Artificial intelligence (AI) is beginning to revolutionize the everyday practice of ophthalmology. When an AI system gains the ability to recognize patterns or markers of a disease, it can then become a tool for automated diagnosis. AI systems are already available or in development for the detection of multiple ophthalmic diseases, including diabetic retinopathy, age-related macular degeneration and glaucoma.
At SCEI, our researchers are exploring the use of large datasets and artificial intelligence to improve the diagnosis and treatment of vision disorders. Our priority is refining and advancing this important tool to bring more advanced treatment options to more patients.
SCEI Director Rohit Varma, MD, MPH, recently outlined four key points about the value of artificial intelligence in Ophthalmology Times:
1) AI is gaining diagnostic credibility. It has the potential to offer a higher level of objectivity and precision in analyzing medical images and formulating prognoses than many human physicians. Supporting this potential is the widespread use of Big Data and increased computing capacity.
2) AI is becoming a trusted medical partner. The new AI can offer a cogent explanation of why it makes a certain diagnosis, and can point to the precise part of a scan that led to its conclusions. This capability is a major step forward.
3) AI saves time. Reports show that AI can perform repetitive analytical work in seconds — the type of work it might take humans hours to do. Also, AI can assemble 3-D models of an ophthalmologic tumor from data taken from hundreds of 2-D scans.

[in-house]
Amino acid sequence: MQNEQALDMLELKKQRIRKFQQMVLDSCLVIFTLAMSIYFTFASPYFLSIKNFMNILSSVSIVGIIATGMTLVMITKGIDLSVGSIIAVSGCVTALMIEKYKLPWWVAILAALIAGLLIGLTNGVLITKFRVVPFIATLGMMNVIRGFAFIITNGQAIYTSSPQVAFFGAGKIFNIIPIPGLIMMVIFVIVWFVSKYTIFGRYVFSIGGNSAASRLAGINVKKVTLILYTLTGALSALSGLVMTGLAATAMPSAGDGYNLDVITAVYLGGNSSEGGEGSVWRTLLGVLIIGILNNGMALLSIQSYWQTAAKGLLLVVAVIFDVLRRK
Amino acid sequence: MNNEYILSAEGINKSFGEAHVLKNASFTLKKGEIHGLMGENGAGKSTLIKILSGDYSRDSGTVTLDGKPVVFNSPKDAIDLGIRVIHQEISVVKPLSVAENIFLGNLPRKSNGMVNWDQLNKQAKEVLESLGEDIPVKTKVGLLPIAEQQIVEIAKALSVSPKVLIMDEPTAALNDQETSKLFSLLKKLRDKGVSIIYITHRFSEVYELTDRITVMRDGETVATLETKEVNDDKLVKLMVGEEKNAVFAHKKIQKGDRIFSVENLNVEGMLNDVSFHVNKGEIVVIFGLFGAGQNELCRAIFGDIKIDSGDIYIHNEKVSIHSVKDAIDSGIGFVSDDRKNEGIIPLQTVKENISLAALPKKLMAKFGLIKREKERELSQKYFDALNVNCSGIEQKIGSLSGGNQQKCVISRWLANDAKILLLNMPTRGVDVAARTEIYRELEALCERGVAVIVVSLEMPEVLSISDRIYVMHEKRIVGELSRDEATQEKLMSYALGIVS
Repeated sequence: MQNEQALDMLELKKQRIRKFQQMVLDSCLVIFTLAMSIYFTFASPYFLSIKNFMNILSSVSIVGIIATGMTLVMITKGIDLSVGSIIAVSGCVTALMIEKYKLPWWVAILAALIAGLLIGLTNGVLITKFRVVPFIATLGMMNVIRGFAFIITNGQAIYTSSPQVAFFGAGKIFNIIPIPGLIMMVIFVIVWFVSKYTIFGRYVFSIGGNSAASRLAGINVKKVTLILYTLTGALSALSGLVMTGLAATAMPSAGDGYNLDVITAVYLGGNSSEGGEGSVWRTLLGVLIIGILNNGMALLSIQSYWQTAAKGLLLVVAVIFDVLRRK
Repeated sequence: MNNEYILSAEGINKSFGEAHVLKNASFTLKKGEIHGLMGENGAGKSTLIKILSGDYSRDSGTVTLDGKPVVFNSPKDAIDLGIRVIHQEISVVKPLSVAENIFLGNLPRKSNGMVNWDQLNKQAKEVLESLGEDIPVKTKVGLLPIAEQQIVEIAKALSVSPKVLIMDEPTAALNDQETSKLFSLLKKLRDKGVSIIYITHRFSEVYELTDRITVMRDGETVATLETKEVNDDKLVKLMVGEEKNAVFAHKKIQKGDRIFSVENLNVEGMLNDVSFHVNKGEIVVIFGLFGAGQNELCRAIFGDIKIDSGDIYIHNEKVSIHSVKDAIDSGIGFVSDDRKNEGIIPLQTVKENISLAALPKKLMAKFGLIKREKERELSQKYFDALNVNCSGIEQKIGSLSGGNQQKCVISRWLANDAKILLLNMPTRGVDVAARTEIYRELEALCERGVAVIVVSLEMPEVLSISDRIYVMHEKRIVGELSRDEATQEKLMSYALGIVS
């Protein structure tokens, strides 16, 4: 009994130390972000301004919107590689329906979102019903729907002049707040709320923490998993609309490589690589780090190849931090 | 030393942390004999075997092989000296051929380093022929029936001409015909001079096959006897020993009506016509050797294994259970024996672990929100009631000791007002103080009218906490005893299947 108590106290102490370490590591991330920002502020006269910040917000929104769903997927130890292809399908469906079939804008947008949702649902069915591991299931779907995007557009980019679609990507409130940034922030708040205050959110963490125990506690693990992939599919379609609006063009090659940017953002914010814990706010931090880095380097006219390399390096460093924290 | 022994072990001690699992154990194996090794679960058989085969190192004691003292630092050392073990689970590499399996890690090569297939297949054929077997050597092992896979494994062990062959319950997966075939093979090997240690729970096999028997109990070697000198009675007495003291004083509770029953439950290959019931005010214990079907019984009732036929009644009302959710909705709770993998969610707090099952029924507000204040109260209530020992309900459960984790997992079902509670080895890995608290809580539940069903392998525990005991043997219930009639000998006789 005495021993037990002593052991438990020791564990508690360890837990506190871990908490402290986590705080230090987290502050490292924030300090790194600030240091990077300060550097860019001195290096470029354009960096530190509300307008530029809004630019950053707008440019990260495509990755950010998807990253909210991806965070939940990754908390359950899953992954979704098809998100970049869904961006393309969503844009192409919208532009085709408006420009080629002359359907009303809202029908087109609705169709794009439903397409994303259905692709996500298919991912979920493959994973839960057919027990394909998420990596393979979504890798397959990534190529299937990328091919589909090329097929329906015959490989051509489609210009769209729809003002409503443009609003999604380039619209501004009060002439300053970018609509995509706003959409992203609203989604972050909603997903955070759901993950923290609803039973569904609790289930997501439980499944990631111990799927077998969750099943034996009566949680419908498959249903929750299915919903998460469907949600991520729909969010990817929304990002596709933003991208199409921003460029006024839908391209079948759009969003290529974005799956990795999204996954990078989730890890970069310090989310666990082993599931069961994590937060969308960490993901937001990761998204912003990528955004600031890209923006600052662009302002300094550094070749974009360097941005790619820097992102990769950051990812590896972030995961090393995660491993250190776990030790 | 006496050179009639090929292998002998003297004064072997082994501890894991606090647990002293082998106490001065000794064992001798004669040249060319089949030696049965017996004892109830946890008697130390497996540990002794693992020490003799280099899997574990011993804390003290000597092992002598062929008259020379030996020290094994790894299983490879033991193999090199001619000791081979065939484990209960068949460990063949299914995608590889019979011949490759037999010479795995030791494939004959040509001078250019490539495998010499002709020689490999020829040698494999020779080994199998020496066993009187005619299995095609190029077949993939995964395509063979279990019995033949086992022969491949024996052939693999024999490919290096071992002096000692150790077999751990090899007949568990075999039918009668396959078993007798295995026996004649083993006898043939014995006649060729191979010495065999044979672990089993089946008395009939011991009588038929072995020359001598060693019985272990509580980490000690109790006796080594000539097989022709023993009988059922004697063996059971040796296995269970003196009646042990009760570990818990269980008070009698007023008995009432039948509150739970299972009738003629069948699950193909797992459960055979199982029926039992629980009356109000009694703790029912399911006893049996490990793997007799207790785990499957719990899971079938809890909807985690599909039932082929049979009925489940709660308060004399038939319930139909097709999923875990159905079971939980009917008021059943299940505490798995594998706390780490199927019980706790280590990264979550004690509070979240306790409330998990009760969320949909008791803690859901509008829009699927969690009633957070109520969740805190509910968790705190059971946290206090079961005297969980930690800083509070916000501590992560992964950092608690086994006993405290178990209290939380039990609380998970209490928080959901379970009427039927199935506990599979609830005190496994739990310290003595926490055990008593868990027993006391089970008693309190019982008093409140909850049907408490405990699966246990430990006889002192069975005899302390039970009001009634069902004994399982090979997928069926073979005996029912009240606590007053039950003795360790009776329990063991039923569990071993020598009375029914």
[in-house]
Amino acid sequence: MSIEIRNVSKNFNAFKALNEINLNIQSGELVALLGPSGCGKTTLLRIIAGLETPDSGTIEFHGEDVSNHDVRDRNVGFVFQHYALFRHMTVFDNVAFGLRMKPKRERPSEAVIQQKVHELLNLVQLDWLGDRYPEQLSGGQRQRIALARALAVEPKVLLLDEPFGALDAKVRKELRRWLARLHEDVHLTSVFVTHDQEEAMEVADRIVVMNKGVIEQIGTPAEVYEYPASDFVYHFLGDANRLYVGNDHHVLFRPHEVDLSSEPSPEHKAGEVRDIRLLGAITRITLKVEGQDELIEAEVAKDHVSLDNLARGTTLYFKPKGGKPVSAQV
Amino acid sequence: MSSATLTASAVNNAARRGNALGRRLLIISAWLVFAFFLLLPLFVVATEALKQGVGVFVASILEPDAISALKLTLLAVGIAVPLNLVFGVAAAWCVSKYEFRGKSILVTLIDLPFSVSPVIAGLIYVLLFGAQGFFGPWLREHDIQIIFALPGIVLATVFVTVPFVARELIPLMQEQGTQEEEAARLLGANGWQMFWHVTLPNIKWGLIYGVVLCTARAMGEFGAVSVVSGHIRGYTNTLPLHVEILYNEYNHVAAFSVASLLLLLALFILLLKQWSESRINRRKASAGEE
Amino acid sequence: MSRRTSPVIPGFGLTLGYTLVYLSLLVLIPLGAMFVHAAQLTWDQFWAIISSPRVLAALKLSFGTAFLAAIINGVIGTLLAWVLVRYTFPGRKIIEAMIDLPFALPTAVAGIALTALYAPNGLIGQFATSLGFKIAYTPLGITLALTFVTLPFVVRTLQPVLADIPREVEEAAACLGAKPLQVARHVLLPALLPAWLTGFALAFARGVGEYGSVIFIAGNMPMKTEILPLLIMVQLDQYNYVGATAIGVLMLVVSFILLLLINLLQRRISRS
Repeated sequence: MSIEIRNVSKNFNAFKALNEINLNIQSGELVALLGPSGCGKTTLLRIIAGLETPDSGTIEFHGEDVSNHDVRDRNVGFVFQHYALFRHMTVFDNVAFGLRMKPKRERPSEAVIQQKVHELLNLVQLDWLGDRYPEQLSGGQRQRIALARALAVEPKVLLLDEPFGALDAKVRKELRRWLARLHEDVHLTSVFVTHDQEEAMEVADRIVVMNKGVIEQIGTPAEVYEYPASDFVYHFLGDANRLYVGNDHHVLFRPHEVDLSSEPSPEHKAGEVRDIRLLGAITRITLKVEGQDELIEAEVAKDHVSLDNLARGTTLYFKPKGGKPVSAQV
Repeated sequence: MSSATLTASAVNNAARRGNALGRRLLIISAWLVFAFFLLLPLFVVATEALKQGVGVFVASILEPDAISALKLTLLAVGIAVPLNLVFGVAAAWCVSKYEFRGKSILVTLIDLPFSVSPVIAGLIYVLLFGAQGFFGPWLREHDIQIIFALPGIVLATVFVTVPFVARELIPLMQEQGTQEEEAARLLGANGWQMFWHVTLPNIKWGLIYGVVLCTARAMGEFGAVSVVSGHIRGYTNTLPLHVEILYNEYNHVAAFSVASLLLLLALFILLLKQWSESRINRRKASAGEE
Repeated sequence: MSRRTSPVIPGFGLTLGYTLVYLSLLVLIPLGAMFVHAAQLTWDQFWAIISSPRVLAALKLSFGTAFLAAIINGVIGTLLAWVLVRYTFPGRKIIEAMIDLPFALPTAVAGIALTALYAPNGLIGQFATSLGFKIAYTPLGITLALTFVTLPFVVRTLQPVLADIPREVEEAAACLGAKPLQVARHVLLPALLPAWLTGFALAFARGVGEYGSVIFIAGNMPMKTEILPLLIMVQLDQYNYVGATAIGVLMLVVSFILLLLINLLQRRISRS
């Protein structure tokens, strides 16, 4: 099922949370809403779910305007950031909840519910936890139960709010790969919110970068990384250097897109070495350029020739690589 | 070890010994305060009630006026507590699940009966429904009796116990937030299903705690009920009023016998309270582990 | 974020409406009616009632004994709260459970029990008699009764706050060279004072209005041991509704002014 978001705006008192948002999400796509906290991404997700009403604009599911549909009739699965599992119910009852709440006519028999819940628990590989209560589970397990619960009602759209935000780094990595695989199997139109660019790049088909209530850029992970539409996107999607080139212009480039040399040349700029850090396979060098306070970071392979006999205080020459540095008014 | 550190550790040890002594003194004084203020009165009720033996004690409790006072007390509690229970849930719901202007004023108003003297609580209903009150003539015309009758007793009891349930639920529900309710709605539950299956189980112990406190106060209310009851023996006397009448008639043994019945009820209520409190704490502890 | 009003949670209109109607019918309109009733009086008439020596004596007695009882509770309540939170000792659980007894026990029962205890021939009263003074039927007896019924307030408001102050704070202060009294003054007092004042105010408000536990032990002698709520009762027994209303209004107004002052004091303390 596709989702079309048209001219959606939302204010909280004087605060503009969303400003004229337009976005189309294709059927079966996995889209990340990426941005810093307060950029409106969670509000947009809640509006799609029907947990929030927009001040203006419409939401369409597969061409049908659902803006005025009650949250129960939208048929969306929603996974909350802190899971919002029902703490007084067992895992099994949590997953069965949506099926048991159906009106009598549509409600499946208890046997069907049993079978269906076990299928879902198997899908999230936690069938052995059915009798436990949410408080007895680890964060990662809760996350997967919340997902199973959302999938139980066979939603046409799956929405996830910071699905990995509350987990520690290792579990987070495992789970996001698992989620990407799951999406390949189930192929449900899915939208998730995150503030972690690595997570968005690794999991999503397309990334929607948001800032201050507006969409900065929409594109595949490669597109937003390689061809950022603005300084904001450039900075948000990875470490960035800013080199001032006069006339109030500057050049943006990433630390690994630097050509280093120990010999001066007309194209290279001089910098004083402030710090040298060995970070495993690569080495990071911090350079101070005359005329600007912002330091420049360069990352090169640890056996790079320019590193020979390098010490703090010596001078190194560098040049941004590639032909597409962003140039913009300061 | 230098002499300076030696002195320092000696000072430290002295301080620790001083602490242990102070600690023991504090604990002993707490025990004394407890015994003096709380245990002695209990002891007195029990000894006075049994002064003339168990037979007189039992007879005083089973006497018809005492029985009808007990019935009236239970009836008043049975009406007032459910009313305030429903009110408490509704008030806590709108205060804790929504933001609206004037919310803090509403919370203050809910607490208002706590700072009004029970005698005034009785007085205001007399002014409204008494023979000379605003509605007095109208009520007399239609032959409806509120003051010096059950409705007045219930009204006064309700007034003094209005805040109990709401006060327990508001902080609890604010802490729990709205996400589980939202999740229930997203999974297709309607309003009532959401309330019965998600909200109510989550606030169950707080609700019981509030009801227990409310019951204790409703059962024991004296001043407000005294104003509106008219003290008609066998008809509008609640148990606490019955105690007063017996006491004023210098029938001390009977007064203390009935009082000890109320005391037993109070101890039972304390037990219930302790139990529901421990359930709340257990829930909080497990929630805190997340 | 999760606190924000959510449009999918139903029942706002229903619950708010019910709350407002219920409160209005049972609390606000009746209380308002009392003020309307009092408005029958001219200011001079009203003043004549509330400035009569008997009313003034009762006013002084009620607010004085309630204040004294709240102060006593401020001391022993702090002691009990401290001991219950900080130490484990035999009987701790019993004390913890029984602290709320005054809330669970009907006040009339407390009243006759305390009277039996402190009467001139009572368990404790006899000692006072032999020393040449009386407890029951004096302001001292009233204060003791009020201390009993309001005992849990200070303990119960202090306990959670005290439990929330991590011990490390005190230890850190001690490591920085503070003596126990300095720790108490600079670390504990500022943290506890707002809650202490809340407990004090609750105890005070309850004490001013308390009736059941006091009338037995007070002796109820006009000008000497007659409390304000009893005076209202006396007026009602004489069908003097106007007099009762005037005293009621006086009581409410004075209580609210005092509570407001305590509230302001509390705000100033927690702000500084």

4) AI can increase access to care. Patients living in remote areas or away from specialists will be able to use the AI version of telemedicine to have eye exams and consultations. The data collected can then be sent to an AI center for analysis.
Deep Learning and Diabetic Retinopathy
In 2018, Varma led a study of a deep learning system (DLS), a machine learning technology with the potential for screening eye diseases.
The Goal: The study was set-up to determine how the DLS would perform in identifying referable and vision-threatening diabetic retinopathy (DR), glaucoma and age-related macular degeneration in multiethnic populations with diabetes.
The Challenge: In the past, a few deep learning systems showed promise, but the studies were done using databases from homogenous populations of white individuals. To truly understand the DLS potential, it had to be evaluated using retinal images of patients of difference races and ethnicities — and varying fundi pigmentation (the fundus is the interior surface of the eye).
The Process: A DLS was trained and validated to detect the eye diseases using retinal images. Varma and his research team employed images from an ongoing community-based diabetic retinopathy (DR) screening program in Singapore, as well as 10 additional multiethnic datasets from different countries with diverse populations with diabetes.
The Findings: The DLS had a sensitivity of 90.5 percent and specificity of 91.6 percent for detecting referable DR; 100 percent sensitivity and 91.1 percent specificity for vision-threatening DR; 96.4 percent sensitivity and 87.2 percent specificity for possible glaucoma, and 93.2 percent sensitivity and 88.7 percent specificity for age-related macular degeneration, compared with professional graders.
The Conclusion: DLS has high sensitivity and specificity for identifying diabetic retinopathy and related eye diseases.
Further research is needed to evaluate the applicability of the DLS in health care settings and its utility in improving vision outcomes.
Read more about deep learning and screening for diabetic retinopathy.
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